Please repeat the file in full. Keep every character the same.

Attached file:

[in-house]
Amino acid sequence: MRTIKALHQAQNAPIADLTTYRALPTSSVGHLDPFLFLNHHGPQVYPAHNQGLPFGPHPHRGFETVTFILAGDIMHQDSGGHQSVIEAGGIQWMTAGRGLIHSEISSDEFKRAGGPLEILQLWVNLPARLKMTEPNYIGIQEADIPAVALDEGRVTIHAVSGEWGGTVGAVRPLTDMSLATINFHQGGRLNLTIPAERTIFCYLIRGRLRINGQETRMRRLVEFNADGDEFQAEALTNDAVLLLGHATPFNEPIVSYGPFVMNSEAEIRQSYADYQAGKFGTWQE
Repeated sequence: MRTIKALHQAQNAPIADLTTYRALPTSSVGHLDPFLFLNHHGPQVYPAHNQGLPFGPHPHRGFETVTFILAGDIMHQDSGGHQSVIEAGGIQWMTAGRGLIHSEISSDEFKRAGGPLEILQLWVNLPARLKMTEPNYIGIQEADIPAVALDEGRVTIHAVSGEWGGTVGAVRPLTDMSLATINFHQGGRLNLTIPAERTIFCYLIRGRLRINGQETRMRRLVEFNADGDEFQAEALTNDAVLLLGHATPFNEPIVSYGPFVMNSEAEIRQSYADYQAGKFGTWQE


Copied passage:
[in-house]
Amino acid sequence: MRTIKALHQAQNAPIADLTTYRALPTSSVGHLDPFLFLNHHGPQVYPAHNQGLPFGPHPHRGFETVTFILAGDIMHQDSGGHQSVIEAGGIQWMTAGRGLIHSEISSDEFKRAGGPLEILQLWVNLPARLKMTEPNYIGIQEADIPAVALDEGRVTIHAVSGEWGGTVGAVRPLTDMSLATINFHQGGRLNLTIPAERTIFCYLIRGRLRINGQETRMRRLVEFNADGDEFQAEALTNDAVLLLGHATPFNEPIVSYGPFVMNSEAEIRQSYADYQAGKFGTWQE
Repeated sequence: MRTIKALHQAQNAPIADLTTYRALPTSSVGHLDPFLFLNHHGPQVYPAHNQGLPFGPHPHRGFETVTFILAGDIMHQDSGGHQSVIEAGGIQWMTAGRGLIHSEISSDEFKRAGGPLEILQLWVNLPARLKMTEPNYIGIQEADIPAVALDEGRVTIHAVSGEWGGTVGAVRPLTDMSLATINFHQGGRLNLTIPAERTIFCYLIRGRLRINGQETRMRRLVEFNADGDEFQAEALTNDAVLLLGHATPFNEPIVSYGPFVMNSEAEIRQSYADYQAGKFGTWQE